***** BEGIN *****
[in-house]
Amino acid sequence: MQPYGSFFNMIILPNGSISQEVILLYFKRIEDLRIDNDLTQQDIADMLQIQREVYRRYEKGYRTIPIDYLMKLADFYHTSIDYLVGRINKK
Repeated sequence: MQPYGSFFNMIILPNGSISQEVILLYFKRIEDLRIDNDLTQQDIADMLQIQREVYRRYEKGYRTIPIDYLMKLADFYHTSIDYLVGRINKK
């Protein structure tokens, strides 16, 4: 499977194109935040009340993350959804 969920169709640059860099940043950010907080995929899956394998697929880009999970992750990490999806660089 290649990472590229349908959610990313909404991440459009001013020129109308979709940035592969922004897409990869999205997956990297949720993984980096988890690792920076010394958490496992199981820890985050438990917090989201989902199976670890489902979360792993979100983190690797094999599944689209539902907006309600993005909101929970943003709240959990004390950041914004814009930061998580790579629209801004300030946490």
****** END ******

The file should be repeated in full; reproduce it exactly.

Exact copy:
[in-house]
Amino acid sequence: MQPYGSFFNMIILPNGSISQEVILLYFKRIEDLRIDNDLTQQDIADMLQIQREVYRRYEKGYRTIPIDYLMKLADFYHTSIDYLVGRINKK
Repeated sequence: MQPYGSFFNMIILPNGSISQEVILLYFKRIEDLRIDNDLTQQDIADMLQIQREVYRRYEKGYRTIPIDYLMKLADFYHTSIDYLVGRINKK
């Protein structure tokens, strides 16, 4: 499977194109935040009340993350959804 969920169709640059860099940043950010907080995929899956394998697929880009999970992750990490999806660089 290649990472590229349908959610990313909404991440459009001013020129109308979709940035592969922004897409990869999205997956990297949720993984980096988890690792920076010394958490496992199981820890985050438990917090989201989902199976670890489902979360792993979100983190690797094999599944689209539902907006309600993005909101929970943003709240959990004390950041914004814009930061998580790579629209801004300030946490």